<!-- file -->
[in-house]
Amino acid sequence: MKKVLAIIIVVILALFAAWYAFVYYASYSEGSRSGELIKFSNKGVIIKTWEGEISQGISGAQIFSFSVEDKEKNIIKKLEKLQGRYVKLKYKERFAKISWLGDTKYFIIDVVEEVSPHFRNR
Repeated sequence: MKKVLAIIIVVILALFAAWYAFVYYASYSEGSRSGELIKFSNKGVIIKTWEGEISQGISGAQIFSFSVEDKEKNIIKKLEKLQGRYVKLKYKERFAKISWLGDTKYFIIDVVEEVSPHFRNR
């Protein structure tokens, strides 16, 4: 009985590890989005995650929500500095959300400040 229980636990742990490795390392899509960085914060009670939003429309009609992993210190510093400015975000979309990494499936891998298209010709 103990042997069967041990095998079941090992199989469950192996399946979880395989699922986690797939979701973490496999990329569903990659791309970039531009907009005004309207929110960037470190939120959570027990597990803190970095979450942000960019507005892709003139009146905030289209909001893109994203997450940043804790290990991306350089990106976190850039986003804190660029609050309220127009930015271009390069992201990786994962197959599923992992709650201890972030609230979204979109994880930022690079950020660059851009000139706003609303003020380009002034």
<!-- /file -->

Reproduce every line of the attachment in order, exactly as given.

[in-house]
Amino acid sequence: MKKVLAIIIVVILALFAAWYAFVYYASYSEGSRSGELIKFSNKGVIIKTWEGEISQGISGAQIFSFSVEDKEKNIIKKLEKLQGRYVKLKYKERFAKISWLGDTKYFIIDVVEEVSPHFRNR
Repeated sequence: MKKVLAIIIVVILALFAAWYAFVYYASYSEGSRSGELIKFSNKGVIIKTWEGEISQGISGAQIFSFSVEDKEKNIIKKLEKLQGRYVKLKYKERFAKISWLGDTKYFIIDVVEEVSPHFRNR
């Protein structure tokens, strides 16, 4: 009985590890989005995650929500500095959300400040 229980636990742990490795390392899509960085914060009670939003429309009609992993210190510093400015975000979309990494499936891998298209010709 103990042997069967041990095998079941090992199989469950192996399946979880395989699922986690797939979701973490496999990329569903990659791309970039531009907009005004309207929110960037470190939120959570027990597990803190970095979450942000960019507005892709003139009146905030289209909001893109994203997450940043804790290990991306350089990106976190850039986003804190660029609050309220127009930015271009390069992201990786994962197959599923992992709650201890972030609230979204979109994880930022690079950020660059851009000139706003609303003020380009002034």